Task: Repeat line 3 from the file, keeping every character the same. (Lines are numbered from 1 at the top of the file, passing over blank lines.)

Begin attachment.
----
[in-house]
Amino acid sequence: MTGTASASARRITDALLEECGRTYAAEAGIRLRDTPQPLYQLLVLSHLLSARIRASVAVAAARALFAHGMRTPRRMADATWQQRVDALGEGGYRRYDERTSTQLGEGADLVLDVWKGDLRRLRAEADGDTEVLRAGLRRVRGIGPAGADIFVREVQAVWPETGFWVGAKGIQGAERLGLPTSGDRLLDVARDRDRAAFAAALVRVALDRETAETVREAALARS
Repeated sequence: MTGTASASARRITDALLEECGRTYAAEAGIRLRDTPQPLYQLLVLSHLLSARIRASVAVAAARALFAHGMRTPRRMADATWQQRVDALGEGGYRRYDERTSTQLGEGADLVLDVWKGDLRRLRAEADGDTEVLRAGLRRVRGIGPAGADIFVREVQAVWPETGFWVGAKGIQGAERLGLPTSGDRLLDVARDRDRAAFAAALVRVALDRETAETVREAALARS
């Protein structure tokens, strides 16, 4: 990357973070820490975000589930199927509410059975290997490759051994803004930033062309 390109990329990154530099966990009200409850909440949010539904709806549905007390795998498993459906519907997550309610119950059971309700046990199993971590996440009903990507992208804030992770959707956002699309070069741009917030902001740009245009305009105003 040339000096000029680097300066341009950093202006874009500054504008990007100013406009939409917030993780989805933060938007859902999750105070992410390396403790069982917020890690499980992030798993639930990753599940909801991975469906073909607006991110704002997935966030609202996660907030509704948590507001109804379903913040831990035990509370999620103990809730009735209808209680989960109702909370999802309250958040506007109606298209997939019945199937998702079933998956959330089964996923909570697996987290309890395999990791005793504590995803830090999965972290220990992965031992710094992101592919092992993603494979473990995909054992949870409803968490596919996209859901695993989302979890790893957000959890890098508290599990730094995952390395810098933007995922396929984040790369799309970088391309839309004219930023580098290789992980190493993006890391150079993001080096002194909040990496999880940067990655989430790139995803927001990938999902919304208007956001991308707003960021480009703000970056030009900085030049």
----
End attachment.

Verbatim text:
Repeated sequence: MTGTASASARRITDALLEECGRTYAAEAGIRLRDTPQPLYQLLVLSHLLSARIRASVAVAAARALFAHGMRTPRRMADATWQQRVDALGEGGYRRYDERTSTQLGEGADLVLDVWKGDLRRLRAEADGDTEVLRAGLRRVRGIGPAGADIFVREVQAVWPETGFWVGAKGIQGAERLGLPTSGDRLLDVARDRDRAAFAAALVRVALDRETAETVREAALARS